There is no shortage of good, large-scale Hitler biographies, including the pioneering work of Alan Bullock not long after the war, the literary masterpiece by Joachim Fest in the early 1970s, and Ian Kershaw’s acclaimed two-volume study completed at the turn of the millennium. There is always room, however, for a fresh approach and in particular for a handy short study of the most destructive figure in human history. A.N. Wilson’s short biography brings out well the ordinariness and extraordinariness of Hitler. He reminds us that the key to the Führer’s success was his ability to articulate the feelings and prejudices of the German people concerning who was responsible for the lost First World War, the injustice of Versailles, and who was to blame for the world economic crisis after 1929. At the same time, Wilson points out, Hitler led the electorate much further than they intended to go when they voted for him: to dictatorship at home, aggressive war abroad and to genocide against the Jews.
That said, Wilson’s biography cannot be recommended as a starting point for the lay reader. It is insufficiently grounded in recent research and too whimsical in execution to serve as an introduction to the subject. The author has taken into account new work on Hitler’s experience in the trenches, which appears to have been less heroic than he himself claimed, but the account of the Second World War is not only — necessarily — rushed but also rather hackneyed. Little attention is paid to the concept of Lebensraum, while too much time is wasted on relatively marginal issues such as the influence of Wagner. There is no sense of the fact that Blitzkrieg — the “lightning war” with which the Germans overwhelmed much of Europe in 1939-1941 — was developed on the hoof, or of Hitler’s long-standing preoccupation with the power of the United States. In particular, Wilson both misunderstands the level of logistical investment made in the murder of the Jews — it took up a relatively small proportion of the rolling stock — and fails to see the link between the war against the Jews and the “conventional” war against the Grand Alliance. In Hitler’s mind, the former was not a distraction from the latter, it was an integral part of it.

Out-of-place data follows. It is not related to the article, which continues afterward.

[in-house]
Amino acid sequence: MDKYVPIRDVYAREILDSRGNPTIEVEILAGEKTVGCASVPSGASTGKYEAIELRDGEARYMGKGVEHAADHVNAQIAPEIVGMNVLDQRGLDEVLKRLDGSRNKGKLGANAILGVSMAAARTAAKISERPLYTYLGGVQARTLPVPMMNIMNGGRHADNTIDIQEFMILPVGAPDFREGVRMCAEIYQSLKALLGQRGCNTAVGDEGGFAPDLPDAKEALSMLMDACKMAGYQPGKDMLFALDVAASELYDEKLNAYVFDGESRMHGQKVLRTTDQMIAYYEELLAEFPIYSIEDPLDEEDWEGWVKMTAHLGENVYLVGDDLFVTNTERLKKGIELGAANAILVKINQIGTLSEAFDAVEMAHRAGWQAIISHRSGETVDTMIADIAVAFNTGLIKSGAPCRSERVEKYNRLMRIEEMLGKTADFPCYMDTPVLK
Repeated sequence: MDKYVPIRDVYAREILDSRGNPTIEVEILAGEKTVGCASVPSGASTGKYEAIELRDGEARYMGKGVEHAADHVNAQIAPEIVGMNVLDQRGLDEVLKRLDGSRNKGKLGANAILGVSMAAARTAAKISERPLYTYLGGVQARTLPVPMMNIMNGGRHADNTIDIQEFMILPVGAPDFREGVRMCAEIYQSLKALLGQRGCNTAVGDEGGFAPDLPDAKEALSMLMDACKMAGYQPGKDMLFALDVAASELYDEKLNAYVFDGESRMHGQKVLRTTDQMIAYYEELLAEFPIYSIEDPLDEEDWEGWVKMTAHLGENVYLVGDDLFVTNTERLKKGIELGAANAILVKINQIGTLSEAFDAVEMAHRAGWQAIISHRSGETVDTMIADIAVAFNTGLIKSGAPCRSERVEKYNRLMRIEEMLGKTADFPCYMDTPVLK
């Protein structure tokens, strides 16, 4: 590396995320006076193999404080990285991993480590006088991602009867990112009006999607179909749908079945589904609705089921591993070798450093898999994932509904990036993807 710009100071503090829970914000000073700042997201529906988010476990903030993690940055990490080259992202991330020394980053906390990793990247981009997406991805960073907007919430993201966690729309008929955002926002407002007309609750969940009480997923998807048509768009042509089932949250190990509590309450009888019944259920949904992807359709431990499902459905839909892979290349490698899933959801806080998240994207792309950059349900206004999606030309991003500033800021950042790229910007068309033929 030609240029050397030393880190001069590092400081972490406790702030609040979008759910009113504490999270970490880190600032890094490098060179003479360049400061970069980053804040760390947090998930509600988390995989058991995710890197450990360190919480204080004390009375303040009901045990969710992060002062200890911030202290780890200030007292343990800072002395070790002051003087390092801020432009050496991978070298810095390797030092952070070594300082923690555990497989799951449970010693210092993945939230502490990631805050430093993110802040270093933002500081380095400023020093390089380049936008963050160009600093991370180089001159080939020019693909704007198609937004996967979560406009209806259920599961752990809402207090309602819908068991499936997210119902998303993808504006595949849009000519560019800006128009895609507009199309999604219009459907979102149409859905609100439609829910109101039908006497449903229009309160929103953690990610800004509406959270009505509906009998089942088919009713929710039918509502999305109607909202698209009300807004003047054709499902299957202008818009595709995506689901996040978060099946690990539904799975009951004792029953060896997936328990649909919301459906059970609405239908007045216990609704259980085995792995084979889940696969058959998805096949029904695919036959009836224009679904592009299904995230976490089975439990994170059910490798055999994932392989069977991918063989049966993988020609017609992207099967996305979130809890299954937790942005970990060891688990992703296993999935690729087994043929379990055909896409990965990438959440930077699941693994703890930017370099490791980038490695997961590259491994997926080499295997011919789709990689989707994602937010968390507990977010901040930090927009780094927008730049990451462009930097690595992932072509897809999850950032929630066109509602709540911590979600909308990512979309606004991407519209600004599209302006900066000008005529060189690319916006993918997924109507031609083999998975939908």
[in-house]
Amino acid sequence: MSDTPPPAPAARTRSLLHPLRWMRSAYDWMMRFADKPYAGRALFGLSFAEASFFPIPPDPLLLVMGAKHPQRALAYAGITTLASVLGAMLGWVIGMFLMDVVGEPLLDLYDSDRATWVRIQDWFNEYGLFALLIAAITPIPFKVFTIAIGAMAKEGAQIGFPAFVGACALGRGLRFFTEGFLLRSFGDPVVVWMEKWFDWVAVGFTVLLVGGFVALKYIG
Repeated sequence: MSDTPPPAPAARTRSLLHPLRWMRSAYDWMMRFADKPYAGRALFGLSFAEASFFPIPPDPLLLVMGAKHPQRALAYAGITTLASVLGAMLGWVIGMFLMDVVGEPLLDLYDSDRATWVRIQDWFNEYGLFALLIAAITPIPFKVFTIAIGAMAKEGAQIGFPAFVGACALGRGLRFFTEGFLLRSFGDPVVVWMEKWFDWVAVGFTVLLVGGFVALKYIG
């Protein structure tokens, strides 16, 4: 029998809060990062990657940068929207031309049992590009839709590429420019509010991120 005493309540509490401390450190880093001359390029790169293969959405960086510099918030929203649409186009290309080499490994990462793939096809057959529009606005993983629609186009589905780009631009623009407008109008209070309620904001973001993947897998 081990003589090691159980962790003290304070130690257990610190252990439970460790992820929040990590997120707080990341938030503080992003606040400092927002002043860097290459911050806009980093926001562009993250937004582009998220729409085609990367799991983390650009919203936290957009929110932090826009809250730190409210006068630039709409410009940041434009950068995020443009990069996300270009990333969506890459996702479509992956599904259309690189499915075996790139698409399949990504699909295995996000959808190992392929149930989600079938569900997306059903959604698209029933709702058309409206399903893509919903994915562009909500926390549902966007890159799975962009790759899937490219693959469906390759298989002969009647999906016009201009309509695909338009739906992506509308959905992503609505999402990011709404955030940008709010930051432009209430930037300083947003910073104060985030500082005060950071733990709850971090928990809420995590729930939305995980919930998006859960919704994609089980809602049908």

Towards the end, Wilson opens up a potentially fruitful line of inquiry by trying to relate the rise of Hitler to our own times. After all, the “spectre of bankruptcy”, where “something . . . happens in the world’s stock markets which suddenly ruins you”, is common to both the post-1929 age and the post-2008 period we are still grappling with. Wilson is therefore right to ask whether there might not be some new beast “slouching towards Bethlehem” with deadly panaceas for an enraged and insecure population. This exercise is undermined, however, by various bees in the author’s bonnet, only some of which, such as his hostility to the Roman Catholic Church, bear tangentially on his subject. The comparison between Hitler’s demand for typewriting lessons for children and Tony Blair’s call for a laptop in every British primary school, on the other hand, seems extremely forced. Surprisingly, Wilson does not make much of the most important contemporary relevance of Hitler, which lies in the exponential growth of conspiratorial paranoid international anti-Semitism over the past 15 years or so. Nowadays nobody bats an eyelid at the suggestion that mysterious Jewish lobbies and manipulate US foreign policy. More than 60 years since his death the tragic truth is that Hitler now seems less unusual in a global context than he did 20 years ago.